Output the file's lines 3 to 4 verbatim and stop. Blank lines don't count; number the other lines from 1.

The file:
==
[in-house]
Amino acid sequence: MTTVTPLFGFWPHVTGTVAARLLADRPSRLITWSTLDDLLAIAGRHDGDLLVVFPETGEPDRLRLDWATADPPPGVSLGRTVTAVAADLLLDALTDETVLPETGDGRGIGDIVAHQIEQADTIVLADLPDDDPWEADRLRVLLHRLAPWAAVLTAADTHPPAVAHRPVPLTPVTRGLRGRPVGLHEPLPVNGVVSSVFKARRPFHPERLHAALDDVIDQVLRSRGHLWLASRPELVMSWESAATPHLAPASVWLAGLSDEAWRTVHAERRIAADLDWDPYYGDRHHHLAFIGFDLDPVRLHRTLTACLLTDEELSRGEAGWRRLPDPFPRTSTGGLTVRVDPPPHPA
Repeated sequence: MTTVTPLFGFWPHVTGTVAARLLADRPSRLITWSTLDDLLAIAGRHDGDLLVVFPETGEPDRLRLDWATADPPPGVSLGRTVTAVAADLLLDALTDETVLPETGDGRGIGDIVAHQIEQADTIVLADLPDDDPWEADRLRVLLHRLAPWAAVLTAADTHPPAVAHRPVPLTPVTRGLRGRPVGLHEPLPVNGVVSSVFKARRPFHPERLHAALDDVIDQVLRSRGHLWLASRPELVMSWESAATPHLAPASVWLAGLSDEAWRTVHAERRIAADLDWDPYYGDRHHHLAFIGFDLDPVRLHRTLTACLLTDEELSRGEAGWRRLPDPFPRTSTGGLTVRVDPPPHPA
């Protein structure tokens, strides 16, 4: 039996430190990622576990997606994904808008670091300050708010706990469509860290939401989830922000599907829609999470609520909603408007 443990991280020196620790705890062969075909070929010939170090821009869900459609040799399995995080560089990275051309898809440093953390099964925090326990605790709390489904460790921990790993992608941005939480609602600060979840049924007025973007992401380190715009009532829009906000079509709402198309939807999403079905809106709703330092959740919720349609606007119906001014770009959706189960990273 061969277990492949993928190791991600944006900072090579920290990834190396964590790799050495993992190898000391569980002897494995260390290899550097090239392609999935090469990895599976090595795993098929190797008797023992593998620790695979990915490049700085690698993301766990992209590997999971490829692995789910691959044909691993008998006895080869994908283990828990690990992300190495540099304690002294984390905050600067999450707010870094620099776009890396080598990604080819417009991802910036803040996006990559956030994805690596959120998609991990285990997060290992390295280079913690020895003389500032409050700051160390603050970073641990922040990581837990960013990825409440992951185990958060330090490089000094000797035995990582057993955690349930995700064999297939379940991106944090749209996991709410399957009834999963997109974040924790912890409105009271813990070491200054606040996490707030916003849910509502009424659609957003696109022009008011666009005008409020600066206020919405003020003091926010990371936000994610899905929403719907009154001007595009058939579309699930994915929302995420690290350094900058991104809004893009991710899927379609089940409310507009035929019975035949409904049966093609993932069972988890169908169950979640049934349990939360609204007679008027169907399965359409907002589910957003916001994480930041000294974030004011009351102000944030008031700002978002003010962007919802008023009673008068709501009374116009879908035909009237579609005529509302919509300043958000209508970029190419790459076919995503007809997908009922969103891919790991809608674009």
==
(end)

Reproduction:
Repeated sequence: MTTVTPLFGFWPHVTGTVAARLLADRPSRLITWSTLDDLLAIAGRHDGDLLVVFPETGEPDRLRLDWATADPPPGVSLGRTVTAVAADLLLDALTDETVLPETGDGRGIGDIVAHQIEQADTIVLADLPDDDPWEADRLRVLLHRLAPWAAVLTAADTHPPAVAHRPVPLTPVTRGLRGRPVGLHEPLPVNGVVSSVFKARRPFHPERLHAALDDVIDQVLRSRGHLWLASRPELVMSWESAATPHLAPASVWLAGLSDEAWRTVHAERRIAADLDWDPYYGDRHHHLAFIGFDLDPVRLHRTLTACLLTDEELSRGEAGWRRLPDPFPRTSTGGLTVRVDPPPHPA
């Protein structure tokens, strides 16, 4: 039996430190990622576990997606994904808008670091300050708010706990469509860290939401989830922000599907829609999470609520909603408007 443990991280020196620790705890062969075909070929010939170090821009869900459609040799399995995080560089990275051309898809440093953390099964925090326990605790709390489904460790921990790993992608941005939480609602600060979840049924007025973007992401380190715009009532829009906000079509709402198309939807999403079905809106709703330092959740919720349609606007119906001014770009959706189960990273 061969277990492949993928190791991600944006900072090579920290990834190396964590790799050495993992190898000391569980002897494995260390290899550097090239392609999935090469990895599976090595795993098929190797008797023992593998620790695979990915490049700085690698993301766990992209590997999971490829692995789910691959044909691993008998006895080869994908283990828990690990992300190495540099304690002294984390905050600067999450707010870094620099776009890396080598990604080819417009991802910036803040996006990559956030994805690596959120998609991990285990997060290992390295280079913690020895003389500032409050700051160390603050970073641990922040990581837990960013990825409440992951185990958060330090490089000094000797035995990582057993955690349930995700064999297939379940991106944090749209996991709410399957009834999963997109974040924790912890409105009271813990070491200054606040996490707030916003849910509502009424659609957003696109022009008011666009005008409020600066206020919405003020003091926010990371936000994610899905929403719907009154001007595009058939579309699930994915929302995420690290350094900058991104809004893009991710899927379609089940409310507009035929019975035949409904049966093609993932069972988890169908169950979640049934349990939360609204007679008027169907399965359409907002589910957003916001994480930041000294974030004011009351102000944030008031700002978002003010962007919802008023009673008068709501009374116009879908035909009237579609005529509302919509300043958000209508970029190419790459076919995503007809997908009922969103891919790991809608674009």